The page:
Yesterday, FTVLIve told you that the FCC is having some "serious concerns" over the Tribune deal and those concerns could torpedo the entire deal.
It seems that the biggest problem is Sinclair's wanting to use "sidecar" deals to not own, but run other stations.
In other words, say you bought 10 TV stations and the FCC said it would only approve you owing 8 stations and you would have to sell off 2 of them. But, you're really selfish and you want all 10.
So, you call up your friend Steve and tell him that he can buy one of the stations for $100 bucks, but that you will still run the station and make all the decisions. You will throw Steve a few bucks as the station makes money and Steve doesn't have to do a damn thing other than "act" like the station owner.
Then you make the same deal with your friend Amy for the other station. Amy does nothing, makes money and you still run and control the station that the FCC did not want you to run.
That is a "sidecar" deal in a nutshell, and that appears what the FCC has questions about with Sinclair.
Al Tompkins writes for Poynter's website, Sinclair offered to sell stations where it would be holding more than one license but it would continue to operate some of those stations under a management agreement. An April Wall Street Journal story said, "Under the plan submitted to the FCC last month, Sinclair said it would sell WPIX-TV New York to Cunningham Broadcasting Corp. for $15 million and WGN-TV Chicago to Steven Fader for $60 million. Both purchasers have long ties to Sinclair and its executive chairman, David Smith."
In March, The Chicago Tribune pointed out the connection between Fader and Smith, "The licensee of WGN would be a newly formed company headed by Steven Fader, a longtime business associate of Sinclair Executive Chairman David Smith. Sinclair will have an option to buy back the station for the same price, subject to adjustments, within eight years."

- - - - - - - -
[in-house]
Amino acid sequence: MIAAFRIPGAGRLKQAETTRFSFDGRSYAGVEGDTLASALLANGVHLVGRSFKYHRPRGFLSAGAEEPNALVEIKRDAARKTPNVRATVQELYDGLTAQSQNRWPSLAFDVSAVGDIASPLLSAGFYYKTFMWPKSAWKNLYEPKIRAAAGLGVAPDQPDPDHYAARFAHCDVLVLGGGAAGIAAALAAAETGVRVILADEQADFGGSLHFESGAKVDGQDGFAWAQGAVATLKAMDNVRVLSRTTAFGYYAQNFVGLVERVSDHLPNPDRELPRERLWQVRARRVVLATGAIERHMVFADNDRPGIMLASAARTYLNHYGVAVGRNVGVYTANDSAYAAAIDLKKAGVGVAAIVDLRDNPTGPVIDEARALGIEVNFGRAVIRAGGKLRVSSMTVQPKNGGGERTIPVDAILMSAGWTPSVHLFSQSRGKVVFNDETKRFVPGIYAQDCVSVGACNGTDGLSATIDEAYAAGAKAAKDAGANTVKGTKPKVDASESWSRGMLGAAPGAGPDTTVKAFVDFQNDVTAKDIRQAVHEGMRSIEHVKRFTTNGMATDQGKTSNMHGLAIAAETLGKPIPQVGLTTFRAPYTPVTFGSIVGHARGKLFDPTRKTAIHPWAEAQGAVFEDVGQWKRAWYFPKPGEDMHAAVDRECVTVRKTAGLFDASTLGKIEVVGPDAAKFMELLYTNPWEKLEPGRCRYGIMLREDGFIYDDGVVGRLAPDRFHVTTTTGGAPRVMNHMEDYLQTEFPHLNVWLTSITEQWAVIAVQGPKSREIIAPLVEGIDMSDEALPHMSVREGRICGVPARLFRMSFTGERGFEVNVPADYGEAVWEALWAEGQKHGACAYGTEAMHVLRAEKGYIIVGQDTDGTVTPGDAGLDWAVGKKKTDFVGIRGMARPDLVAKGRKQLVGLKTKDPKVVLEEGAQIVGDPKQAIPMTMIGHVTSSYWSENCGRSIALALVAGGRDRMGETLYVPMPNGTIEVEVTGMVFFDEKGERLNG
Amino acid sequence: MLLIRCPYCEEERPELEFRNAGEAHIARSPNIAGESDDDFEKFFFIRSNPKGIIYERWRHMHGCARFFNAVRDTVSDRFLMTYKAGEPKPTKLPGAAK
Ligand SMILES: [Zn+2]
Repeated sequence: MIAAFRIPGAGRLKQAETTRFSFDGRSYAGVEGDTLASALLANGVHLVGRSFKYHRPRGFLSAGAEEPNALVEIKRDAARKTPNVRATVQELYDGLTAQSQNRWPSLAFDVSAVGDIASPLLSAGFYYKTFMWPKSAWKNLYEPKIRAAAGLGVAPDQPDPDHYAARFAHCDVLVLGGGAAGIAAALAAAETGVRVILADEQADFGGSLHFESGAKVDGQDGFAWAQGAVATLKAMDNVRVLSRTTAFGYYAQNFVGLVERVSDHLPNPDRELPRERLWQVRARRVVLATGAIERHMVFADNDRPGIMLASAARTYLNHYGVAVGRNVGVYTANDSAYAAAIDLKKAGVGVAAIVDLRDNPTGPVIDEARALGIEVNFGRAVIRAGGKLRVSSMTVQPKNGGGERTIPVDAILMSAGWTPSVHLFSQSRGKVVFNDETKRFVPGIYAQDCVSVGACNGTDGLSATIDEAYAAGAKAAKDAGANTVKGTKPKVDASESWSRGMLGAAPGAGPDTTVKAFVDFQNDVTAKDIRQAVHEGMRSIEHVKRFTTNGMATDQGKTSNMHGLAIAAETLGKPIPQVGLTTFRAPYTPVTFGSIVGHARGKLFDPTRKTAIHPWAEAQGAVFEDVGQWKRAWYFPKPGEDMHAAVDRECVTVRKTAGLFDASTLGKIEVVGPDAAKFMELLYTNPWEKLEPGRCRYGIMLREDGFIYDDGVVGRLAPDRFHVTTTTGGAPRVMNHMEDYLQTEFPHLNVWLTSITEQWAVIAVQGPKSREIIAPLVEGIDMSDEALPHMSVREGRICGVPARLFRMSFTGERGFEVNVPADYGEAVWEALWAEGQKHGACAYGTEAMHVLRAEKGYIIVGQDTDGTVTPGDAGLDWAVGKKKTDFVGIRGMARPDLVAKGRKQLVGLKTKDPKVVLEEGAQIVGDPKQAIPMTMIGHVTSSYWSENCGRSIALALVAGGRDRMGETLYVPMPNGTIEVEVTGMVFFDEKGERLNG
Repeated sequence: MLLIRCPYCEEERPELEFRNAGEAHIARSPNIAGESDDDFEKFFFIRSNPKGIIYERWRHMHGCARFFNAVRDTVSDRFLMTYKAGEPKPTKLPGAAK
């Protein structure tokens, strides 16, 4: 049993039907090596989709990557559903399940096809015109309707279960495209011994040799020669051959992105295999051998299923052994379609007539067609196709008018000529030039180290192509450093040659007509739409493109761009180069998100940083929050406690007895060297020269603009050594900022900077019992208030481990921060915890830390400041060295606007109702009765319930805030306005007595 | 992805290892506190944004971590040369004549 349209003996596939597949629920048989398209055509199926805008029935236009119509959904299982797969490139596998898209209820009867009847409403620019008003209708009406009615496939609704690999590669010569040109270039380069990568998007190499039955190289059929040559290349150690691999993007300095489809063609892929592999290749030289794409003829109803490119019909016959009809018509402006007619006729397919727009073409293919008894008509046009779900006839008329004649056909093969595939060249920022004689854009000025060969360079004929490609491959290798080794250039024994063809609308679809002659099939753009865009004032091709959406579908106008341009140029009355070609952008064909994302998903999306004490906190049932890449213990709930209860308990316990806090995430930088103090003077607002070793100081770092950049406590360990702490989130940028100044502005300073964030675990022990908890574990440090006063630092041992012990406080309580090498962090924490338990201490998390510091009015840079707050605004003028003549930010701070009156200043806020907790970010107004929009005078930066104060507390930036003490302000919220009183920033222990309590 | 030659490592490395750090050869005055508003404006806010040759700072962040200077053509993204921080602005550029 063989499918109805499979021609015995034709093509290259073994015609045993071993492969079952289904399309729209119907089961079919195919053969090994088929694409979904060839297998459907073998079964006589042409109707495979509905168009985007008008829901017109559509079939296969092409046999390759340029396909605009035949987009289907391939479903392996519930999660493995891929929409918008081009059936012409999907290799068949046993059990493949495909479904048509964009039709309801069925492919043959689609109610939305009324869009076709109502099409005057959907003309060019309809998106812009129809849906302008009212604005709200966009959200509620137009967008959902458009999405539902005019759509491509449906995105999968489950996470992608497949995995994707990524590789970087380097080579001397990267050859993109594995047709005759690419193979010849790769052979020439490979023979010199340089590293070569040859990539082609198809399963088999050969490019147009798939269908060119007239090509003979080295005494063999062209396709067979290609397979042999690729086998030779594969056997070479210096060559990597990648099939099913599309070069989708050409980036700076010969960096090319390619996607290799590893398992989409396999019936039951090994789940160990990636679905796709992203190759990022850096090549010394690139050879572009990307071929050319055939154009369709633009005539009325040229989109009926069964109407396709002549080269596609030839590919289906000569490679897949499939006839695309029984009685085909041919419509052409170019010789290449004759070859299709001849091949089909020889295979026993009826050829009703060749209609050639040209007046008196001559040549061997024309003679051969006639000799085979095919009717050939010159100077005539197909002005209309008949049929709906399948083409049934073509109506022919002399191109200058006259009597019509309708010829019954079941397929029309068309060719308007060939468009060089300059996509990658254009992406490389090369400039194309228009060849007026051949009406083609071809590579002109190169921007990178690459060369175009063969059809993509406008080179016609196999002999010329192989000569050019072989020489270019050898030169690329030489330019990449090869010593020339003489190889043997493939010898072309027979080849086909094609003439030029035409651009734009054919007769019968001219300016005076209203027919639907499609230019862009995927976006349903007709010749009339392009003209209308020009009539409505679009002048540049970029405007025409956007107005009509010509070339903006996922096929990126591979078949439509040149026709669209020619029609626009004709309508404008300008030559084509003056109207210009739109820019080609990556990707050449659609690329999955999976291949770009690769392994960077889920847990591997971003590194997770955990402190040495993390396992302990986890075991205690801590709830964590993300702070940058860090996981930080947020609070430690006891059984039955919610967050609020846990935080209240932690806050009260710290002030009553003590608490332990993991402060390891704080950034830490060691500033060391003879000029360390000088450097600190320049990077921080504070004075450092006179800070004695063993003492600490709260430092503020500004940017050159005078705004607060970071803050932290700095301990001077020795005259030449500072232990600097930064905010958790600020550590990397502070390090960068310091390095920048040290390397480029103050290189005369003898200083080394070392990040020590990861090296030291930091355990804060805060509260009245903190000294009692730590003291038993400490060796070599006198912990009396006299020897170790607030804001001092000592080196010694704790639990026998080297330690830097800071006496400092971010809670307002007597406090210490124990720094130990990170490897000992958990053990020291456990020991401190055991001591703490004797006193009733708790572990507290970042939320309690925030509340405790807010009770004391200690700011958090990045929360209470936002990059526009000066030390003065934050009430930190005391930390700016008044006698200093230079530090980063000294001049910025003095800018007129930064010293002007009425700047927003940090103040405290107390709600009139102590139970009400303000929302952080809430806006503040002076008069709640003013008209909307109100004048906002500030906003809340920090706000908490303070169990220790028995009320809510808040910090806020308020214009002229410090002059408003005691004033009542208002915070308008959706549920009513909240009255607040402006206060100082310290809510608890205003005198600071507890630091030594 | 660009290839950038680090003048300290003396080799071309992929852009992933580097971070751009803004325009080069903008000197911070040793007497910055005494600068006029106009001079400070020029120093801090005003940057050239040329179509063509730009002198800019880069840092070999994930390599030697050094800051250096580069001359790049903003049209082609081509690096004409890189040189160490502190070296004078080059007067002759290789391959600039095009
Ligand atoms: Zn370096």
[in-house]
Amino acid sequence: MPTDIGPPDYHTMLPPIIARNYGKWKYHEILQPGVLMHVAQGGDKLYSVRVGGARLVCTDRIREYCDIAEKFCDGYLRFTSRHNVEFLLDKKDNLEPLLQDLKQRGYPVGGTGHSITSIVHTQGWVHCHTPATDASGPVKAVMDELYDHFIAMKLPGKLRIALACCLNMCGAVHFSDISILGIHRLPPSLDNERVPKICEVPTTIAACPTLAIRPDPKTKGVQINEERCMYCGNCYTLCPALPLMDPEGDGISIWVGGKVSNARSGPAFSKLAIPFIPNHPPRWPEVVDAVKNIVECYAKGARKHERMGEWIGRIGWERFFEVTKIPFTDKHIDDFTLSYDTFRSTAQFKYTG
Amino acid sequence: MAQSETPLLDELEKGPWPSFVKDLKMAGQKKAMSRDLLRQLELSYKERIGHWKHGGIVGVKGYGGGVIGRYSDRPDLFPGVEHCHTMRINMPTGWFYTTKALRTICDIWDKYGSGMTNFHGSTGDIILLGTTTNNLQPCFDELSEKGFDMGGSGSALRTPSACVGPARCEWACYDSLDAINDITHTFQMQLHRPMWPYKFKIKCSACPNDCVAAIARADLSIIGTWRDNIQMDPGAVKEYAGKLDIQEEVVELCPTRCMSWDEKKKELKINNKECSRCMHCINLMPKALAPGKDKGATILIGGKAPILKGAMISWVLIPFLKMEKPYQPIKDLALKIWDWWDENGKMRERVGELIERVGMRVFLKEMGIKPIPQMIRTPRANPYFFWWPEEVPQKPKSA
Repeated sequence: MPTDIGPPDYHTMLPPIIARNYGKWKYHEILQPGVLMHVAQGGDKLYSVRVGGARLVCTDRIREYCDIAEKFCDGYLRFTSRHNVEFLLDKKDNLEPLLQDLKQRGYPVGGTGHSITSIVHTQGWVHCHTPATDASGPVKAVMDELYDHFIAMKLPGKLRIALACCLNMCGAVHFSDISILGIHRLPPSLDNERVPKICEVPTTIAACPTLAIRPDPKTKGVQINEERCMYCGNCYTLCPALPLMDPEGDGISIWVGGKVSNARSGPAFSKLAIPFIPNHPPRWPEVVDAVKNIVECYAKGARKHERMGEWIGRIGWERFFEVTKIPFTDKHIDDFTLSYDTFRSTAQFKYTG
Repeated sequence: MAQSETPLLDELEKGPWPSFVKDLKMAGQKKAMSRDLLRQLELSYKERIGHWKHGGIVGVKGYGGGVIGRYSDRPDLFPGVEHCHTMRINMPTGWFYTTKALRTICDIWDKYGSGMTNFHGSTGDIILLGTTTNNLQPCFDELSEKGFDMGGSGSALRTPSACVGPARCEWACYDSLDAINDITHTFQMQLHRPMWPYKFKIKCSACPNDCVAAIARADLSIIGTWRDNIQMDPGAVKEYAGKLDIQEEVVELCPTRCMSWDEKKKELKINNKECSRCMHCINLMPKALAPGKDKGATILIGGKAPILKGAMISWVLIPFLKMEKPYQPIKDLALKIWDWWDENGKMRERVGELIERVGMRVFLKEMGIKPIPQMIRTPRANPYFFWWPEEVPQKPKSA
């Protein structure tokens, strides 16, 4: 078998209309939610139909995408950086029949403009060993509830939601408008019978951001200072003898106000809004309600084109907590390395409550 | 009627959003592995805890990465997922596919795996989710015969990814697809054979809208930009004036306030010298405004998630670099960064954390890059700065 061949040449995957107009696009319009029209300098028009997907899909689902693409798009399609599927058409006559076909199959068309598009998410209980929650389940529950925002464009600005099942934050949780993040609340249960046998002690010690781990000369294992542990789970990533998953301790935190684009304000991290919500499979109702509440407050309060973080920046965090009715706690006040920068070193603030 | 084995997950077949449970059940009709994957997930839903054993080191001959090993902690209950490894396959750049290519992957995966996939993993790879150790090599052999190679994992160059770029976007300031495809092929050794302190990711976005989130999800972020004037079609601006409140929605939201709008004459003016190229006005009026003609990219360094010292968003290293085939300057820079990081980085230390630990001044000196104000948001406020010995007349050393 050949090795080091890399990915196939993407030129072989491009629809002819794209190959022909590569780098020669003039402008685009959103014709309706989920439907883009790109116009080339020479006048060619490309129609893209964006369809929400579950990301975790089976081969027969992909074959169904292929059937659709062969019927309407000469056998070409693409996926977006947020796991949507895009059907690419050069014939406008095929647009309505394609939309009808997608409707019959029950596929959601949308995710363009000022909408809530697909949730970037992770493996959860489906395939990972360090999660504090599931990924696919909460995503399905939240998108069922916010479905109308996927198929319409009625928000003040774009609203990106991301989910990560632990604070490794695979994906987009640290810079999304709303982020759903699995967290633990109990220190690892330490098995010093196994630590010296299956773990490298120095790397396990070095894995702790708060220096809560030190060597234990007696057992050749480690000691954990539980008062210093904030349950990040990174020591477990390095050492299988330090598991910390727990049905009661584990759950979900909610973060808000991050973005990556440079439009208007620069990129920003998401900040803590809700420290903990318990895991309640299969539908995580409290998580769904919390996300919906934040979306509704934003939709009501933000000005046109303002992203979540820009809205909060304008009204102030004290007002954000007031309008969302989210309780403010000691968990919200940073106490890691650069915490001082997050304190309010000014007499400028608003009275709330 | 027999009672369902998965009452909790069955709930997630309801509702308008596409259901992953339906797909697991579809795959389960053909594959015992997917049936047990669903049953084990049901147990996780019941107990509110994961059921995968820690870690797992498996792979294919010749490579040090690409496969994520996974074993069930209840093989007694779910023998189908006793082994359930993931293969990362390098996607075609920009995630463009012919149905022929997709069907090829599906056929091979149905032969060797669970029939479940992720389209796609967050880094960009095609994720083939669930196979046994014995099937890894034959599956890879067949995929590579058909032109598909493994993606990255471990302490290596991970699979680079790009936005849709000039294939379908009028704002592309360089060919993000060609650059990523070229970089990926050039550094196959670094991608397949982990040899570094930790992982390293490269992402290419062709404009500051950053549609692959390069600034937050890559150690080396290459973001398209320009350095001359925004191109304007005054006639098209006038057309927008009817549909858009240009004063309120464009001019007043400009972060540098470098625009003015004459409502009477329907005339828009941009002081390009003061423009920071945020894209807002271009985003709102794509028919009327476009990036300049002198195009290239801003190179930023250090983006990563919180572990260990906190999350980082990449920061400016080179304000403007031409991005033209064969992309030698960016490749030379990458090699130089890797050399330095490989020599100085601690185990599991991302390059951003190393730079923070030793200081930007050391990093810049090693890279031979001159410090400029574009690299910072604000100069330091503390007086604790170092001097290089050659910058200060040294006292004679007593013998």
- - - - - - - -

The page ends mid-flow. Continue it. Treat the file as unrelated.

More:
Similarly, the Tribune said, the sale of WPIX in New York City has close ties to Smith. "Sinclair filed a similar application to sell WPIX to Cunningham Broadcasting Corp. for $15 million, with an option to buy it back, and an agreement to provide advertising sales and programming to the station. Cunningham Broadcasting is owned by the estate of Carolyn Smith, the mother of the Sinclair chairman."
These so-called "side-car" agreements appear to be what Ajit Pai is most concerned about. Sinclair proposed to "sell" the stations but would still operate the stations. That would allow Sinclair to duck the FCC's ownership limit, but run the station's news and sales operations. It is a fairly common local television practice these days, but given the high-profile nature of the Sinclair purchase and the size of the deal, the FCC is balking and wants what the Journal calls "more distance more distance between Sinclair and the would-be owners of the properties."
So, will the Sinclair deal still happen? Some think it is dead and the FCC and the DOJ have grown tired of the company's antics.
But, Sinclair is very greedy and they have a very good friend in the White House that wants them to help spread his message. Don't count out Sinclair just yet.
One thing is for sure, the people that have spoken out over and over again against Sinclair have been heard and they rattled enough cages to get Ajit Pai to somehow grow a backbone and stand up for what's right.
We'll see if it lasts?